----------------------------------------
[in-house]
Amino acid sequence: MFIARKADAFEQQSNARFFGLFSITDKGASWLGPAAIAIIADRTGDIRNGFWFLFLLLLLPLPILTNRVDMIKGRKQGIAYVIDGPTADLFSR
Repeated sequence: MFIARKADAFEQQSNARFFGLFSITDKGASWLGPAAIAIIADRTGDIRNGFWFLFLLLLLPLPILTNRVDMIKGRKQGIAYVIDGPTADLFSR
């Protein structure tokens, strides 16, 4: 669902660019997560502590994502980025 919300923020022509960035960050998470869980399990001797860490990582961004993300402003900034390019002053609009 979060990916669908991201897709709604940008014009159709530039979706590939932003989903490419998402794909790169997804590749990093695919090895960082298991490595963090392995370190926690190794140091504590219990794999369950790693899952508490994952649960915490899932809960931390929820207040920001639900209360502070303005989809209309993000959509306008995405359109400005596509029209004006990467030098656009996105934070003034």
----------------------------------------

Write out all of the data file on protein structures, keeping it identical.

[in-house]
Amino acid sequence: MFIARKADAFEQQSNARFFGLFSITDKGASWLGPAAIAIIADRTGDIRNGFWFLFLLLLLPLPILTNRVDMIKGRKQGIAYVIDGPTADLFSR
Repeated sequence: MFIARKADAFEQQSNARFFGLFSITDKGASWLGPAAIAIIADRTGDIRNGFWFLFLLLLLPLPILTNRVDMIKGRKQGIAYVIDGPTADLFSR
């Protein structure tokens, strides 16, 4: 669902660019997560502590994502980025 919300923020022509960035960050998470869980399990001797860490990582961004993300402003900034390019002053609009 979060990916669908991201897709709604940008014009159709530039979706590939932003989903490419998402794909790169997804590749990093695919090895960082298991490595963090392995370190926690190794140091504590219990794999369950790693899952508490994952649960915490899932809960931390929820207040920001639900209360502070303005989809209309993000959509306008995405359109400005596509029209004006990467030098656009996105934070003034």